I wasn’t particularly lit up on the selection of local acts for this festival (even if there was a pretty decent crop of emerging independent rock musicians), mainly because our two favorite ones, Las Robertas and Monte, were not part of it. Although their bass player and drummer were featured with their other bands, The Great Wilderness and Zopilot, I failed to see them on account of checking out something more interesting happening on the main stages. There's also the fact that I can catch these bands every month in San José for the price of one beer inside the festival. I wandered around through most of the local acts that I had the opportunity to see, and Sonámbulo were pretty much the only ones that did it for me. Like always, they managed to pull out a very enthralling trance-inducing show, and eventually got a deserving Tunde Adebimpe seal of approval, plus an Austin City Limits call-up on the same day. Still, I do kinda feel like I need to consume some sort of drug to really appreciate this band’s music after 15 minutes of it.
A quick note on a few outsider acts, which were the ones that people were naturally most eager to see in this fest: I really fucking hate Gogol Bordello; TV on the Radio put out a great set and was the best noisy guitar show of the weekend not featuring Steven Drozd; and Björk can be summed up by what the drunk-yet-very-wise dude in the audience yelled at the end of the show: “that crazy bitch came to kick some serious ass.” The only full set I got to see at the predominantly electronic stage was DJ Shadow’s, who, after the crowd went on a small display of Costa Rican idiosyncrasy as they got impatient at how long installing the whole gear was taking, walks in looking like your high school soccer coach, has a small diplomatic word about how he “likes all types of music,” and then proceeds to immerse the crowd in the biggest collective head nod I’d ever seen (at some point even the guys from security were into it). And throughout the whole duration of the set, dude’s just too fuckin' busy to notice anything going on around him because of how he’s single-handedly kicking the shit out of his turntables, samplers, pad, and laptop, surfing through 30 years of electronic music in one single table.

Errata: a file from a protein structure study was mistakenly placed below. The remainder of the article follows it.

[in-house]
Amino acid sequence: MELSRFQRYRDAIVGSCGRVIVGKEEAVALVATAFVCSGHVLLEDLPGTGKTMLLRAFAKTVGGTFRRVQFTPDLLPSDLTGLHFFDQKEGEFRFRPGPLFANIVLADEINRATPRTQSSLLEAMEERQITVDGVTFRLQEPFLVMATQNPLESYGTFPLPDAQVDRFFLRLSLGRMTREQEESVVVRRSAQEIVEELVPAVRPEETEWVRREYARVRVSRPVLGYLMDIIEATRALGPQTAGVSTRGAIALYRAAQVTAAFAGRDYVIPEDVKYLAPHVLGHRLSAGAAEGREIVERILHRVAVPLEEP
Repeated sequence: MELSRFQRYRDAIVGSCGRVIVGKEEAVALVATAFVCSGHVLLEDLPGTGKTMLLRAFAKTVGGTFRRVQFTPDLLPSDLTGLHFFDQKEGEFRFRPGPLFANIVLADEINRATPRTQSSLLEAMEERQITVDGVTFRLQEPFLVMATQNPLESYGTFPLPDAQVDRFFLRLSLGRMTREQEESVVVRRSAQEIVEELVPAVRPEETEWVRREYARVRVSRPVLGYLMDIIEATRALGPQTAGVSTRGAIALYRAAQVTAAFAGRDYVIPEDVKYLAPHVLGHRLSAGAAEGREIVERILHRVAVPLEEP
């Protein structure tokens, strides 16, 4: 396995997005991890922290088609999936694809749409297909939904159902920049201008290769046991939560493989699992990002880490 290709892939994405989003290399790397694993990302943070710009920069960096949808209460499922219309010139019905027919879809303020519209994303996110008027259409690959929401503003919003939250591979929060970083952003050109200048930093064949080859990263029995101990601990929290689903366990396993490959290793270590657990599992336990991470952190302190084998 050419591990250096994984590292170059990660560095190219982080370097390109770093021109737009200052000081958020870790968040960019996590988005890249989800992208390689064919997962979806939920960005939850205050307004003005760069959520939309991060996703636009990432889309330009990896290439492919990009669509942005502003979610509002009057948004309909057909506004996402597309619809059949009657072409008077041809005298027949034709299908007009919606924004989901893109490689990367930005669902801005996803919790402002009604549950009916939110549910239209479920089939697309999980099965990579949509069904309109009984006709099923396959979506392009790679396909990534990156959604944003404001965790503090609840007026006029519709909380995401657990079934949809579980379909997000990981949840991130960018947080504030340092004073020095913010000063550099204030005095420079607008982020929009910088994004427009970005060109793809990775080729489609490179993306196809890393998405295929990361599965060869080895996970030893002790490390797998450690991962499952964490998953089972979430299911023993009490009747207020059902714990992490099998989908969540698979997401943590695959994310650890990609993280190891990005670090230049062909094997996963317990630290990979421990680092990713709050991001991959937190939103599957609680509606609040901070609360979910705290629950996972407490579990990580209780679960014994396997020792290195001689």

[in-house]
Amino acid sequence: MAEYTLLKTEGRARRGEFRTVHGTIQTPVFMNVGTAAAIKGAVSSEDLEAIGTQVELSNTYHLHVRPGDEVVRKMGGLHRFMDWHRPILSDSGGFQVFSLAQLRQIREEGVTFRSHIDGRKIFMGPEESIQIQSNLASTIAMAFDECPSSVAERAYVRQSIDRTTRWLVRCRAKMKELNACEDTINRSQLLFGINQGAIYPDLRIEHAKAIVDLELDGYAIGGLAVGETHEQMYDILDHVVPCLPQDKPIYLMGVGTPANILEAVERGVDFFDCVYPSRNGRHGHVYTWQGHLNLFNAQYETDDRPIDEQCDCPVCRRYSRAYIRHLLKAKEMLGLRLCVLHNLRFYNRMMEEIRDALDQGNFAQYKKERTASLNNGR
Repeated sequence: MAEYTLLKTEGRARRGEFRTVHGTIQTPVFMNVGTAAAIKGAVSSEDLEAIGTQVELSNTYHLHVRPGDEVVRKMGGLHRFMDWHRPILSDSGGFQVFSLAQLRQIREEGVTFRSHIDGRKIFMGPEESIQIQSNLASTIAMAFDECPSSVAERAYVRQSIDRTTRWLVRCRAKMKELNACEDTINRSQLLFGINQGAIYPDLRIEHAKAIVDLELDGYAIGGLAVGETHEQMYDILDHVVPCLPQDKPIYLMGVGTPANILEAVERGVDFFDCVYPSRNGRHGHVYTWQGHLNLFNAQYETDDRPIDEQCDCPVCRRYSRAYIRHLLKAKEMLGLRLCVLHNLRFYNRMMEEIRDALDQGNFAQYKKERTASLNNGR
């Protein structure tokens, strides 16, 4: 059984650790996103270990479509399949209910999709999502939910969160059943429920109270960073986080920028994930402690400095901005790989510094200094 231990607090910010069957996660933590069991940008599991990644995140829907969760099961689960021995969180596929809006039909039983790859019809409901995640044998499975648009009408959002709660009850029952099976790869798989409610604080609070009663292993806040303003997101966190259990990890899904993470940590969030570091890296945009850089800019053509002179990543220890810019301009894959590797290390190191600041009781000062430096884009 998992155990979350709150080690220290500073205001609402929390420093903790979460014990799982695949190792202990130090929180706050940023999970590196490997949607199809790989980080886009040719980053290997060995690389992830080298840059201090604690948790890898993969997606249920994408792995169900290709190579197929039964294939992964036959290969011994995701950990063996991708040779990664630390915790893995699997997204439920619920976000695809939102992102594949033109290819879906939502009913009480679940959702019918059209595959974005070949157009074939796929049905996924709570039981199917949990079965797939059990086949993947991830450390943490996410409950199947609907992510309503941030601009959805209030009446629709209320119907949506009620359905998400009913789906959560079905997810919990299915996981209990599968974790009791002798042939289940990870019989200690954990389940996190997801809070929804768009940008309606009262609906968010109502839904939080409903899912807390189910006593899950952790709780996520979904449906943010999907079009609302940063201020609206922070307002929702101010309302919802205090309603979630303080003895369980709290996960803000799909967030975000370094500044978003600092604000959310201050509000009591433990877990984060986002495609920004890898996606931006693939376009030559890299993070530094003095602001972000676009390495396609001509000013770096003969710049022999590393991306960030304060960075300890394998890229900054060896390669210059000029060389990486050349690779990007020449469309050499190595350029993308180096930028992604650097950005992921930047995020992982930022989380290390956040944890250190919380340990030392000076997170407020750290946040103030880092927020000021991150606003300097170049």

And finally getting onto The Flaming Lips, as a longtime enthusiast and follower of indie music and culture in general, there’s always a part of you that starts rejecting the more conspicuous elements of it. Which is why most indie kids have seen the term indie, fall under negative connotations about glasses and hats and movies with songs by The Shins. The thing with the Flaming Lips’ show is that it’s precisely conceived around forcibly stilted weird and quirky elements of indie (or “weird music” as the term is starting to be coined around the internet), like their coming out of a giant vagina, the inedibly obsolete bubble walk, or the ridiculous costumes of the on-stage dancers. But in spite of the show’s own blatant weirdness, when I heard the first few notes of “Worm Mountain,” and even more so when they played “What Is the Light?” (my favorite song from The Soft Bulletin), I simply couldn’t help myself from crying. I, owner of an original copy of Zaireeka, devoted fan of The Soft Bulletin, hater of “The Yeah Yeah Yeah Song,” and only dude in my section of the crowd who did the Yoshimi karate chop, wept like a goddamn baby. Because after years of living in this isolated and indie-forgotten part of the continent, after having to travel hundreds of miles away from home just to get a small taste of weird music somewhere in the world, it was at that point that I realized weird music had finally come to our home.